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Menopause and waking early
Posted: Thu Jul 04, 2019 2:16 pm
I am just over 50 years of age and presume I am now going into the menopause. I find I wake up now very early in the morning and immediately feel very anxious for what appears to be no reason. I have never had this before – is there anything I can do to stop this or do I just have to stick it out, as I don’t want to go on HRT.
Re: Menopause and waking early
Posted: Thu Jul 04, 2019 6:28 pm
Sometimes, if we feel anxious for no obvious reason, it is because there may be some underlying physical cause, which can often be related to our hormones.
One of our hormones helps to regulate our energy levels during the day, and that is Cortisol. It is necessary for cortisol levels to rise in the mornings because that is what wakes us up and helps us get ready for the day. But if cortisol starts rising too early or too fast, we can wake up feeling anxious. Cortisol is also associated with stress because levels are high when we experience long and sustained levels of low grade, chronic stress - the sort that we all know about!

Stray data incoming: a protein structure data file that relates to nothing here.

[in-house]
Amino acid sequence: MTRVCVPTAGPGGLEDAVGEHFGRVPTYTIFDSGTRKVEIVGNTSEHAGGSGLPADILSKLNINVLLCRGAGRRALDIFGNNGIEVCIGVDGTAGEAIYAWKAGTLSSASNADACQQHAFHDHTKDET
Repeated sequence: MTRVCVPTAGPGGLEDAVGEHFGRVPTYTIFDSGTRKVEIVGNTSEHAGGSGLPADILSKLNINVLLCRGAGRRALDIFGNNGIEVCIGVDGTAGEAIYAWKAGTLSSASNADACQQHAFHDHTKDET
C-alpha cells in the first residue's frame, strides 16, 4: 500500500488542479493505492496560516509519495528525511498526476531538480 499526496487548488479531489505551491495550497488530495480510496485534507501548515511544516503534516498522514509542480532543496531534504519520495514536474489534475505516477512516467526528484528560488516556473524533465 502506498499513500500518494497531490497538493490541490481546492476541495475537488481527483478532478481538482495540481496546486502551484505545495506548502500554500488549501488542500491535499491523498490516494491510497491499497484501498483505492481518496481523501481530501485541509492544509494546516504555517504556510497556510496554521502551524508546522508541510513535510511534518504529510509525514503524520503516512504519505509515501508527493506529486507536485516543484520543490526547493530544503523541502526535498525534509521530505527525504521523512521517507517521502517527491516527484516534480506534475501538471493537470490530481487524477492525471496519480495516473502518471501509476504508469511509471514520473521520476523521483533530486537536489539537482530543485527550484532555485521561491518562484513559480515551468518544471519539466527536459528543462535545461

Before we think about HRT, it may be worth looking into a couple of simple things that may well make a big difference for you.
One of the things that can cause cortisol levels to become elevated might be to do with diet. It is worth trying to cut down on sugary and starchy foods and eating more protein (from meat, chicken, eggs fish and beans) and lots of vegetables to help keep your blood sugar levels on an even keel. If our body is used to lots of spikes in blood sugar during the day, blood sugar levels can drop too low over night (when we are not eating). To compensate for the low blood sugar, the body produces a shot of adrenaline to help manage things. This would definitely wake you up.
Eating your last meal at least three hours before you go to bed is also something you may want to consider. This gives your blood sugar time to regulate before you go to sleep.
You may also want to consider having a really gentle and calming ritual before you go to bed so you are relaxed as you go to sleep. Watching television or answering emails just before we go to sleep can also disrupt our natural cortisol levels, so instead try having a long bath, or maybe doing a few gentle stretches before bedtime, to help your body wind-down.
Sending very best wishes